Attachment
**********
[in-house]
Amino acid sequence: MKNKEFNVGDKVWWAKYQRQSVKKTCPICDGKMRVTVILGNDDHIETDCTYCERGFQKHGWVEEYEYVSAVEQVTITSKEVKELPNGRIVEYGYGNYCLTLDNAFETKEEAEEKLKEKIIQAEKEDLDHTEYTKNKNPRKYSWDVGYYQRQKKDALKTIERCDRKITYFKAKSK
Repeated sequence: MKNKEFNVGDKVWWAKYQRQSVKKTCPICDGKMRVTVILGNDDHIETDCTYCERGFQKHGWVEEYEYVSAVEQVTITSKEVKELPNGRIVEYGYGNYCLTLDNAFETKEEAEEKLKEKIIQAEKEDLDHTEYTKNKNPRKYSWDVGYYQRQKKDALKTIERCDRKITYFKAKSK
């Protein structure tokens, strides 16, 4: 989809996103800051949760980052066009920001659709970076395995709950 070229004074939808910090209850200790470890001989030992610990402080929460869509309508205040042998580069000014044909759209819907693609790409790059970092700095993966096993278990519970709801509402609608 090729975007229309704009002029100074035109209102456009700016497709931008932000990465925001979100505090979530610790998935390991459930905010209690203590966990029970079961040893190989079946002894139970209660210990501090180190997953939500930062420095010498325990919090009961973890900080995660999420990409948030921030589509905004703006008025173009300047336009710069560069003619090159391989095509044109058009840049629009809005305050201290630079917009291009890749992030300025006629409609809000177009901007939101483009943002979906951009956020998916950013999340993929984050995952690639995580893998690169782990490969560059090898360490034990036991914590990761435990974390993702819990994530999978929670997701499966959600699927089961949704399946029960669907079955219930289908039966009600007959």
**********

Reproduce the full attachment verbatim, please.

[in-house]
Amino acid sequence: MKNKEFNVGDKVWWAKYQRQSVKKTCPICDGKMRVTVILGNDDHIETDCTYCERGFQKHGWVEEYEYVSAVEQVTITSKEVKELPNGRIVEYGYGNYCLTLDNAFETKEEAEEKLKEKIIQAEKEDLDHTEYTKNKNPRKYSWDVGYYQRQKKDALKTIERCDRKITYFKAKSK
Repeated sequence: MKNKEFNVGDKVWWAKYQRQSVKKTCPICDGKMRVTVILGNDDHIETDCTYCERGFQKHGWVEEYEYVSAVEQVTITSKEVKELPNGRIVEYGYGNYCLTLDNAFETKEEAEEKLKEKIIQAEKEDLDHTEYTKNKNPRKYSWDVGYYQRQKKDALKTIERCDRKITYFKAKSK
């Protein structure tokens, strides 16, 4: 989809996103800051949760980052066009920001659709970076395995709950 070229004074939808910090209850200790470890001989030992610990402080929460869509309508205040042998580069000014044909759209819907693609790409790059970092700095993966096993278990519970709801509402609608 090729975007229309704009002029100074035109209102456009700016497709931008932000990465925001979100505090979530610790998935390991459930905010209690203590966990029970079961040893190989079946002894139970209660210990501090180190997953939500930062420095010498325990919090009961973890900080995660999420990409948030921030589509905004703006008025173009300047336009710069560069003619090159391989095509044109058009840049629009809005305050201290630079917009291009890749992030300025006629409609809000177009901007939101483009943002979906951009956020998916950013999340993929984050995952690639995580893998690169782990490969560059090898360490034990036991914590990761435990974390993702819990994530999978929670997701499966959600699927089961949704399946029960669907079955219930289908039966009600007959």